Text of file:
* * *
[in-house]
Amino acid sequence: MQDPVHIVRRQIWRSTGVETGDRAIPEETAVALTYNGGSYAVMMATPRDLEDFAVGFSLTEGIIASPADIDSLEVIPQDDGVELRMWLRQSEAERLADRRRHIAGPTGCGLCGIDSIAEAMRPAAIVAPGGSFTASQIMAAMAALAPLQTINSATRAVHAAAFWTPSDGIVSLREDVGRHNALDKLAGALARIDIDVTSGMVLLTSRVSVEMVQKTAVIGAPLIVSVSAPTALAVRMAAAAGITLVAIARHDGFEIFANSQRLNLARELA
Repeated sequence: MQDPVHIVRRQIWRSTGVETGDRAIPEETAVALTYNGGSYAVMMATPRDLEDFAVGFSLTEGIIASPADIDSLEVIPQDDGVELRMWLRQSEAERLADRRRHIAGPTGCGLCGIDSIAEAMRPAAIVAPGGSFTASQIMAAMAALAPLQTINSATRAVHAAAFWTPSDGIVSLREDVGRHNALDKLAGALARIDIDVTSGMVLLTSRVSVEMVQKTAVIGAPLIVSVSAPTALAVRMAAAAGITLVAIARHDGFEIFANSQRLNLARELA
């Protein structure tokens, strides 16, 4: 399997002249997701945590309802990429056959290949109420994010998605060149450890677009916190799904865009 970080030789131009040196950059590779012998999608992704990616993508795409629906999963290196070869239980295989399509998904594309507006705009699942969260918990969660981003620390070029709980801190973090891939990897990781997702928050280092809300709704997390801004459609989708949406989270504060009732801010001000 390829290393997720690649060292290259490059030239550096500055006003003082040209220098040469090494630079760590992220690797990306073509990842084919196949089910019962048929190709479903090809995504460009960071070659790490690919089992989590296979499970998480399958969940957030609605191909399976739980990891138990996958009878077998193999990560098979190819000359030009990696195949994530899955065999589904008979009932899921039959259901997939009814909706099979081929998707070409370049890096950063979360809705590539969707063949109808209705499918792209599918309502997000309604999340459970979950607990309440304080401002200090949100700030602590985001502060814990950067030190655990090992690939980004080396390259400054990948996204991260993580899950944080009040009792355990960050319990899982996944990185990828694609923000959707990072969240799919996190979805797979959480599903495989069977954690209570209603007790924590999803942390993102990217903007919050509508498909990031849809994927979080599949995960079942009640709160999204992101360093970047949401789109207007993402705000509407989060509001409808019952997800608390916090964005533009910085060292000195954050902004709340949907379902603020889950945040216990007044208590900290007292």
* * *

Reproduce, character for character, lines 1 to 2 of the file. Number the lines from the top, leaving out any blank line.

[in-house]
Amino acid sequence: MQDPVHIVRRQIWRSTGVETGDRAIPEETAVALTYNGGSYAVMMATPRDLEDFAVGFSLTEGIIASPADIDSLEVIPQDDGVELRMWLRQSEAERLADRRRHIAGPTGCGLCGIDSIAEAMRPAAIVAPGGSFTASQIMAAMAALAPLQTINSATRAVHAAAFWTPSDGIVSLREDVGRHNALDKLAGALARIDIDVTSGMVLLTSRVSVEMVQKTAVIGAPLIVSVSAPTALAVRMAAAAGITLVAIARHDGFEIFANSQRLNLARELA